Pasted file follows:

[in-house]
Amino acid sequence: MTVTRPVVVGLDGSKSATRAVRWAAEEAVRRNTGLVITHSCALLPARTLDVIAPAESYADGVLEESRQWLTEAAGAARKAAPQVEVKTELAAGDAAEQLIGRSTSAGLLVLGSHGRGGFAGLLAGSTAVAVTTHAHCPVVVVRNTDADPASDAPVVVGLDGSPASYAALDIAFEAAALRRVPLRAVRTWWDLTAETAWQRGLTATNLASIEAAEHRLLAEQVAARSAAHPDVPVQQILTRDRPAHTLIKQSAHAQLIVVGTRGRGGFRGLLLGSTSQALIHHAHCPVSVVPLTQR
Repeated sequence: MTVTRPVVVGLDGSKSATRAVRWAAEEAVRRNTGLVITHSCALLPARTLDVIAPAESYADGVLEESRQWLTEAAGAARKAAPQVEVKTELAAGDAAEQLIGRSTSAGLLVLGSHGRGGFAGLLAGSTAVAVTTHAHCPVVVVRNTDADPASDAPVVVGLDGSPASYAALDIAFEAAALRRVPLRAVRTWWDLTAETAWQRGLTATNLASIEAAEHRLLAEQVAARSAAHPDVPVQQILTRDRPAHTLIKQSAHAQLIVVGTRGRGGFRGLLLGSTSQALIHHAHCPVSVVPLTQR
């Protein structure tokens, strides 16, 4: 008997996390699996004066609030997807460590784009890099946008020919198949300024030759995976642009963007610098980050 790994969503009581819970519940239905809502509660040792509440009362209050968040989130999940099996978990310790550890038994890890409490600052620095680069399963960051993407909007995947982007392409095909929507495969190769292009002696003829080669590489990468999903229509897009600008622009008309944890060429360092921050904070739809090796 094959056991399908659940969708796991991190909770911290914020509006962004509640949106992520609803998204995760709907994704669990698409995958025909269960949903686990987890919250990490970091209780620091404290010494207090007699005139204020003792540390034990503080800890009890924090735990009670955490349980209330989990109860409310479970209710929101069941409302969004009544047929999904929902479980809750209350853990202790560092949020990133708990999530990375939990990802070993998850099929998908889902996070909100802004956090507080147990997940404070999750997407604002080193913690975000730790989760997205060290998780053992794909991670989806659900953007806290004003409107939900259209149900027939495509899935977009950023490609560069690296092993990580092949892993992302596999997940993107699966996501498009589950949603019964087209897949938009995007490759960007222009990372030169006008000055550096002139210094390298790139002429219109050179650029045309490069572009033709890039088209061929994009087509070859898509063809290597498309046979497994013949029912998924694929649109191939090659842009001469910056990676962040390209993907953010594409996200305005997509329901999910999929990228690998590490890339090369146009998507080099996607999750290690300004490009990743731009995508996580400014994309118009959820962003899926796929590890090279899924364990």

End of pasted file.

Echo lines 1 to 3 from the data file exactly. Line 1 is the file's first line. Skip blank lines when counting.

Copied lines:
[in-house]
Amino acid sequence: MTVTRPVVVGLDGSKSATRAVRWAAEEAVRRNTGLVITHSCALLPARTLDVIAPAESYADGVLEESRQWLTEAAGAARKAAPQVEVKTELAAGDAAEQLIGRSTSAGLLVLGSHGRGGFAGLLAGSTAVAVTTHAHCPVVVVRNTDADPASDAPVVVGLDGSPASYAALDIAFEAAALRRVPLRAVRTWWDLTAETAWQRGLTATNLASIEAAEHRLLAEQVAARSAAHPDVPVQQILTRDRPAHTLIKQSAHAQLIVVGTRGRGGFRGLLLGSTSQALIHHAHCPVSVVPLTQR
Repeated sequence: MTVTRPVVVGLDGSKSATRAVRWAAEEAVRRNTGLVITHSCALLPARTLDVIAPAESYADGVLEESRQWLTEAAGAARKAAPQVEVKTELAAGDAAEQLIGRSTSAGLLVLGSHGRGGFAGLLAGSTAVAVTTHAHCPVVVVRNTDADPASDAPVVVGLDGSPASYAALDIAFEAAALRRVPLRAVRTWWDLTAETAWQRGLTATNLASIEAAEHRLLAEQVAARSAAHPDVPVQQILTRDRPAHTLIKQSAHAQLIVVGTRGRGGFRGLLLGSTSQALIHHAHCPVSVVPLTQR